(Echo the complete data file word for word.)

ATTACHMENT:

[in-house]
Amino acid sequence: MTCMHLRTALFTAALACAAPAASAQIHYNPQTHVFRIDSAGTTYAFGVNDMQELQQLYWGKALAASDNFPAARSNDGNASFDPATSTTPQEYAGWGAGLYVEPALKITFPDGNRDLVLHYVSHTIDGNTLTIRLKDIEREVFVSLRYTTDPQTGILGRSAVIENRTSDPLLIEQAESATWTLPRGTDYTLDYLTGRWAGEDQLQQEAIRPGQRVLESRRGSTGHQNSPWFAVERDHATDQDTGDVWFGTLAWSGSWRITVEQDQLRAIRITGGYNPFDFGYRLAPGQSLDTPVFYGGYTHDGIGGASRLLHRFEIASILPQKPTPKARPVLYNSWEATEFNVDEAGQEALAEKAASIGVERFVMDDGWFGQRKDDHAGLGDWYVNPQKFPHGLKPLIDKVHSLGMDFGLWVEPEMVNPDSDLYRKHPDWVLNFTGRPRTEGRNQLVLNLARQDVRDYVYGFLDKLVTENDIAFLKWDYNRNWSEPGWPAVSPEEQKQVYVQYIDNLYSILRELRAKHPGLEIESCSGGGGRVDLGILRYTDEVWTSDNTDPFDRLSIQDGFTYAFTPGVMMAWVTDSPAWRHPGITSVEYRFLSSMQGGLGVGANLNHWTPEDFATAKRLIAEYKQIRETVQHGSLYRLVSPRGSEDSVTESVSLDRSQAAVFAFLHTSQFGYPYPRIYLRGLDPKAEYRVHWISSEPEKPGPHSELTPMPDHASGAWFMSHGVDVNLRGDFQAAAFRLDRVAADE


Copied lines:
[in-house]
Amino acid sequence: MTCMHLRTALFTAALACAAPAASAQIHYNPQTHVFRIDSAGTTYAFGVNDMQELQQLYWGKALAASDNFPAARSNDGNASFDPATSTTPQEYAGWGAGLYVEPALKITFPDGNRDLVLHYVSHTIDGNTLTIRLKDIEREVFVSLRYTTDPQTGILGRSAVIENRTSDPLLIEQAESATWTLPRGTDYTLDYLTGRWAGEDQLQQEAIRPGQRVLESRRGSTGHQNSPWFAVERDHATDQDTGDVWFGTLAWSGSWRITVEQDQLRAIRITGGYNPFDFGYRLAPGQSLDTPVFYGGYTHDGIGGASRLLHRFEIASILPQKPTPKARPVLYNSWEATEFNVDEAGQEALAEKAASIGVERFVMDDGWFGQRKDDHAGLGDWYVNPQKFPHGLKPLIDKVHSLGMDFGLWVEPEMVNPDSDLYRKHPDWVLNFTGRPRTEGRNQLVLNLARQDVRDYVYGFLDKLVTENDIAFLKWDYNRNWSEPGWPAVSPEEQKQVYVQYIDNLYSILRELRAKHPGLEIESCSGGGGRVDLGILRYTDEVWTSDNTDPFDRLSIQDGFTYAFTPGVMMAWVTDSPAWRHPGITSVEYRFLSSMQGGLGVGANLNHWTPEDFATAKRLIAEYKQIRETVQHGSLYRLVSPRGSEDSVTESVSLDRSQAAVFAFLHTSQFGYPYPRIYLRGLDPKAEYRVHWISSEPEKPGPHSELTPMPDHASGAWFMSHGVDVNLRGDFQAAAFRLDRVAADE